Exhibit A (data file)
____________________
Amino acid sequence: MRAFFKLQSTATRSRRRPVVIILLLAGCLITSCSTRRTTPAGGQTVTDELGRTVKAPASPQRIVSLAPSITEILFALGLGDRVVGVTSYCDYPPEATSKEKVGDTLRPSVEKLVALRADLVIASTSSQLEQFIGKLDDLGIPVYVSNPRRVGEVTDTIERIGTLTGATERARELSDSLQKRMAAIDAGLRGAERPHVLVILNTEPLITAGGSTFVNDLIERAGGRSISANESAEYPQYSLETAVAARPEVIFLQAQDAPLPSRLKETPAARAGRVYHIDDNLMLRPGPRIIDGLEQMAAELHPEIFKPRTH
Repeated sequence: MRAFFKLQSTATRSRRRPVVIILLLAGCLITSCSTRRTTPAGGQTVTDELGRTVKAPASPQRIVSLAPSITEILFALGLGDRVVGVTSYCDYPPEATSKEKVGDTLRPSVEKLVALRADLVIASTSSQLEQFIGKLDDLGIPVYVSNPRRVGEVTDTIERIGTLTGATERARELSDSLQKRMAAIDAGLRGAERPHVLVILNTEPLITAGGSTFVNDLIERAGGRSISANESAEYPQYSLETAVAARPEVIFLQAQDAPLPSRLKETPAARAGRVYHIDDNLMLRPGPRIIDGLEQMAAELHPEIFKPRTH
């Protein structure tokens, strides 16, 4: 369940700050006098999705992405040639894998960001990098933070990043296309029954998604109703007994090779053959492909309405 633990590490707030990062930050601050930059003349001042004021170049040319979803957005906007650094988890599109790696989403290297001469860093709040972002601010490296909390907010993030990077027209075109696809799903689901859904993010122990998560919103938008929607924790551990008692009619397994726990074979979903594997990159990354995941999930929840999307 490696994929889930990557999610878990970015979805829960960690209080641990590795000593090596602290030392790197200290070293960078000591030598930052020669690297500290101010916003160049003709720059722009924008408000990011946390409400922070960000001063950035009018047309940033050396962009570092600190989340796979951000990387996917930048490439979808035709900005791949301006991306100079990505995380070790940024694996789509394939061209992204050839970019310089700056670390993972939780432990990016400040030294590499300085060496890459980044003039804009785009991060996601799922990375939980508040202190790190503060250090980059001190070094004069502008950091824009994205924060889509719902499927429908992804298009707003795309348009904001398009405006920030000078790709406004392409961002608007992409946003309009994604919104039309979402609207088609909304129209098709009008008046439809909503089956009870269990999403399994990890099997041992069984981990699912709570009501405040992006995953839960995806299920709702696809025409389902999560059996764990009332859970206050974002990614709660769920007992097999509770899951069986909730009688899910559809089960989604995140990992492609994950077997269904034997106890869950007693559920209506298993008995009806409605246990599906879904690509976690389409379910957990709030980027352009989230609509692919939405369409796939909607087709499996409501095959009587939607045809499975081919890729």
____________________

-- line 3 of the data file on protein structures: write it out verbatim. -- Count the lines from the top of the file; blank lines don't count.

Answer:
């Protein structure tokens, strides 16, 4: 369940700050006098999705992405040639894998960001990098933070990043296309029954998604109703007994090779053959492909309405 633990590490707030990062930050601050930059003349001042004021170049040319979803957005906007650094988890599109790696989403290297001469860093709040972002601010490296909390907010993030990077027209075109696809799903689901859904993010122990998560919103938008929607924790551990008692009619397994726990074979979903594997990159990354995941999930929840999307 490696994929889930990557999610878990970015979805829960960690209080641990590795000593090596602290030392790197200290070293960078000591030598930052020669690297500290101010916003160049003709720059722009924008408000990011946390409400922070960000001063950035009018047309940033050396962009570092600190989340796979951000990387996917930048490439979808035709900005791949301006991306100079990505995380070790940024694996789509394939061209992204050839970019310089700056670390993972939780432990990016400040030294590499300085060496890459980044003039804009785009991060996601799922990375939980508040202190790190503060250090980059001190070094004069502008950091824009994205924060889509719902499927429908992804298009707003795309348009904001398009405006920030000078790709406004392409961002608007992409946003309009994604919104039309979402609207088609909304129209098709009008008046439809909503089956009870269990999403399994990890099997041992069984981990699912709570009501405040992006995953839960995806299920709702696809025409389902999560059996764990009332859970206050974002990614709660769920007992097999509770899951069986909730009688899910559809089960989604995140990992492609994950077997269904034997106890869950007693559920209506298993008995009806409605246990599906879904690509976690389409379910957990709030980027352009989230609509692919939405369409796939909607087709499996409501095959009587939607045809499975081919890729």